Meditation has served an essential metaphysical link in eastern spiritual cultures for millennia, but only recently have western medical practitioners recognized its value in the therapeutic treatment of addictions. Meditation is not offered as a cure all for dependence and drug seeking behaviors, but when included in a comprehensive drug treatment program, meditation offers increased self awareness, a renewed spiritual religious connection, increased creativity, and a decrease in negative emotional responses to the stresses in life.
Because meditation induces increased peace of mind, increases a self awareness of negative behaviors and emotions, and reduces relapse provoking stressors, it offers therapeutic benefit to patients in recovery from substance abuse and dependence.
How meditation is used in drug treatment
Meditation is a personal endeavor and is not something that necessarily needs to be expressedly taught, but for accelerated learning, trained professionals guide recovering addicts through the process of meditating.
Although there are literally hundreds of unique philosophical approaches and methodologies to meditation and spirituality, there is a general commonality in the techniques used to promote a meditative state, especially amongst beginner meditators. A straight backed and upright seated position is attained, often with a crossed leg seating, and patients are encouraged to concentrate on slow and steady breathing, gradually attaining a more relaxed state. To clear the mind of extraneous thought, participants are asked to focus exclusively on a certain object, and to strive to think of nothing other than this object.
For the beginner, the cleansing of the mind through focus on a single thought can be very challenging, and as students learn the art of meditation, there will be a continual effort needed to recognize when focus has been lost, and to bring focus back to the singular object of attention. With practice, greater proficiency and focus is attained, and eventually students learn to slip quickly into a free and meditative state.
What are the benefits of meditation in drug treatment?
Meditation allows for a greater self awareness, a greater connection with internal spirituality and a greater internal peace in life.
When a truly blank and meditative state of mind is achieved, memories, emotions and behaviors can be examined introspectively and objectively. Through meditative introspection, recovering addicts often come to a better understanding of the things in life that cause them to abuse drugs or alcohol, and to better understand what they need to do to maintain an avoidance of substance use and abuse. Meditative awareness also illustrates the true destruction of substance use and abuse, and does not allow for any denial of self inflicted harms.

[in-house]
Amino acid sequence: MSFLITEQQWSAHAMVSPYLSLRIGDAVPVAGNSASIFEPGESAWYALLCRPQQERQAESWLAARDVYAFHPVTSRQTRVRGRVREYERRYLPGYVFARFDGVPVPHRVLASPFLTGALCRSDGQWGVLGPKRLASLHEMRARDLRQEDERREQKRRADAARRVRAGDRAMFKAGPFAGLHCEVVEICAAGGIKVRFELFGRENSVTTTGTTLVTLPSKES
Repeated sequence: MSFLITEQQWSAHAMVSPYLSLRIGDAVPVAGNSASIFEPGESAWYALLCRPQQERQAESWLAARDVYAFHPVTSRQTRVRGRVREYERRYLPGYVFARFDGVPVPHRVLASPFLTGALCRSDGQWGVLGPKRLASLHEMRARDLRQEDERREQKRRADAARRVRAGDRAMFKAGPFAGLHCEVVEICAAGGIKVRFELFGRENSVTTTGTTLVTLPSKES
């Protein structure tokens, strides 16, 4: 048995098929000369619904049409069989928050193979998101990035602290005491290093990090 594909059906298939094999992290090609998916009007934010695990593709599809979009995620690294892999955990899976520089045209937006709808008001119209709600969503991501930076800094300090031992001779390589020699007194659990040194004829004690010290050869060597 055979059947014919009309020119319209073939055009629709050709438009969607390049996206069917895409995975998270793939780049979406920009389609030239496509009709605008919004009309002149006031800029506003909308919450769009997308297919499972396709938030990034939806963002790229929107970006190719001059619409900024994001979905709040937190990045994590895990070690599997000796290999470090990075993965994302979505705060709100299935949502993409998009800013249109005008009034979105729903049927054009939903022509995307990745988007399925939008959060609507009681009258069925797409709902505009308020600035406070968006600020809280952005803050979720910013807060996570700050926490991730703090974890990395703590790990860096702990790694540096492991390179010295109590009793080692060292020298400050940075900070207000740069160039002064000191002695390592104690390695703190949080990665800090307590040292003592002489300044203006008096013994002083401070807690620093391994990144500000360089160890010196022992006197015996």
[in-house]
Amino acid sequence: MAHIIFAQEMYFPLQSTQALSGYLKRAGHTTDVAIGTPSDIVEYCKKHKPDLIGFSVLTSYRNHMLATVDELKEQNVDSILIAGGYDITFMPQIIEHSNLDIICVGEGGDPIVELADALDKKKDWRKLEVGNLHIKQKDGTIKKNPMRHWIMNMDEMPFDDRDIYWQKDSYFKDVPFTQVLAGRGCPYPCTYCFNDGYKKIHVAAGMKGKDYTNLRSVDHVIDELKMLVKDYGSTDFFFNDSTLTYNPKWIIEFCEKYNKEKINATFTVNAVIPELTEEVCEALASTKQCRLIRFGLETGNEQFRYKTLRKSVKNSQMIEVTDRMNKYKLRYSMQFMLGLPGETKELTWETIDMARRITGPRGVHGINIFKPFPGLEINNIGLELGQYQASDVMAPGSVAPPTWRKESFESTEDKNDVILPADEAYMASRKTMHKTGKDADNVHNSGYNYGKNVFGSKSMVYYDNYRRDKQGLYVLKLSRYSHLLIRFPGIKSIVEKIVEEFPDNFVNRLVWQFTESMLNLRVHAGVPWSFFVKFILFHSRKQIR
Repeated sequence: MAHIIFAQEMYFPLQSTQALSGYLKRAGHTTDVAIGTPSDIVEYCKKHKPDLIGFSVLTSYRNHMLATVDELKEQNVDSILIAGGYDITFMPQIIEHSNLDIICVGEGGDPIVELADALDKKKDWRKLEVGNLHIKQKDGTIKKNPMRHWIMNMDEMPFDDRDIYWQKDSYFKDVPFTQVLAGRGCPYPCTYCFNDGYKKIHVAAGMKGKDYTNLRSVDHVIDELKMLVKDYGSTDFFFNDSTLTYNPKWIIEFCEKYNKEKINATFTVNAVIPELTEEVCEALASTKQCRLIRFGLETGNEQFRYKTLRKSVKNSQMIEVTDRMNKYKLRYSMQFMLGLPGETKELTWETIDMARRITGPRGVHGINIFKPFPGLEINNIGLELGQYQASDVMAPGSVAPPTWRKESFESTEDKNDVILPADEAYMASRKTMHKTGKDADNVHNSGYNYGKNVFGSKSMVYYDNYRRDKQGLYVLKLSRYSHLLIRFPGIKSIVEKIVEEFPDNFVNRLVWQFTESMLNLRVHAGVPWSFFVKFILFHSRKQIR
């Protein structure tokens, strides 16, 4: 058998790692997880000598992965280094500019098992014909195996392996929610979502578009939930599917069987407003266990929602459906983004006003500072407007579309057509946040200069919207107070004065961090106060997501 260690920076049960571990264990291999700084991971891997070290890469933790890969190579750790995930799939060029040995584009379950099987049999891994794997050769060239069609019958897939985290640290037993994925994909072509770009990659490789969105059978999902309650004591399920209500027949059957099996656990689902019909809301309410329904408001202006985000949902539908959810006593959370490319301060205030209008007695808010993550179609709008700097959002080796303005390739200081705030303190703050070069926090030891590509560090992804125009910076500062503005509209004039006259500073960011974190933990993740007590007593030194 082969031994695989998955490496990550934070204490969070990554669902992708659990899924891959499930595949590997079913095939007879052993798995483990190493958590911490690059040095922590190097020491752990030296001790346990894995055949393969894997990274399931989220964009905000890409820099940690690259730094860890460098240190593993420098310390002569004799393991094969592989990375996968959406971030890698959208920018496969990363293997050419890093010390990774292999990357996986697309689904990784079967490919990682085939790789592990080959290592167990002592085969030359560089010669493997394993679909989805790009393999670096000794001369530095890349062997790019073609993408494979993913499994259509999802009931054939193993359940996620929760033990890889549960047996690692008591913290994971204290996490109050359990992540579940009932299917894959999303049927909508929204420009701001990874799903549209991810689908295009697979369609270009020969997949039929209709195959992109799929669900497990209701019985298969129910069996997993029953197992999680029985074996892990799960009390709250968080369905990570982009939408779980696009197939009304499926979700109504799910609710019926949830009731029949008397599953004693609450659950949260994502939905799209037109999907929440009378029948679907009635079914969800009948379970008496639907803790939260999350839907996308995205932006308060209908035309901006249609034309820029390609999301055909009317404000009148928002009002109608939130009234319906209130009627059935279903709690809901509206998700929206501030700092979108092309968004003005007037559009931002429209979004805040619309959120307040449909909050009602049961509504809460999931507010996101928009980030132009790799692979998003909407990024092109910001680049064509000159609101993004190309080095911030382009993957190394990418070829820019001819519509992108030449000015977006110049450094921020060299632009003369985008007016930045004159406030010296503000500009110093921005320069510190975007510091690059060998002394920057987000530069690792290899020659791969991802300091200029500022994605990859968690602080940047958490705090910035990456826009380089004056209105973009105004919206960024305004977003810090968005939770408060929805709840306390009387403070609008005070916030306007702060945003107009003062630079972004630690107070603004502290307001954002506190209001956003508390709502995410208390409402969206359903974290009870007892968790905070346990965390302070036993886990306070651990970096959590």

Many people report that through meditation they have achieved, or reawakened, a greater sense of spiritual connection. Although meditation as performed in most drug treatment environments in inherently non religious, the process often awakens spiritual sensations and beliefs.
Through an analytic and unemotional awareness of our behaviors, the stresses in our lives become less emotionally provoking, and this sense of tranquility tends to expand beyond the period of meditation and induces greater calm in all of our dealings. The normally stressful and upsetting events in our lives can often become less upsetting with a better internal awareness. A reduction in the influence of external stress reduces the power of the environment to lead us to relapse and substance use or abuse.
As drug treatments become more holistic in nature, and with an increasing awareness that what works for one may not work for another, the inclusion of programming like meditation into treatment gives each and every recovering addict another tool towards recovery and sobriety. Most recovering addicts enjoy the process and benefits of meditation and a majority report it helpful in their battle to abstain from further use.
Page last updated May 02, 2011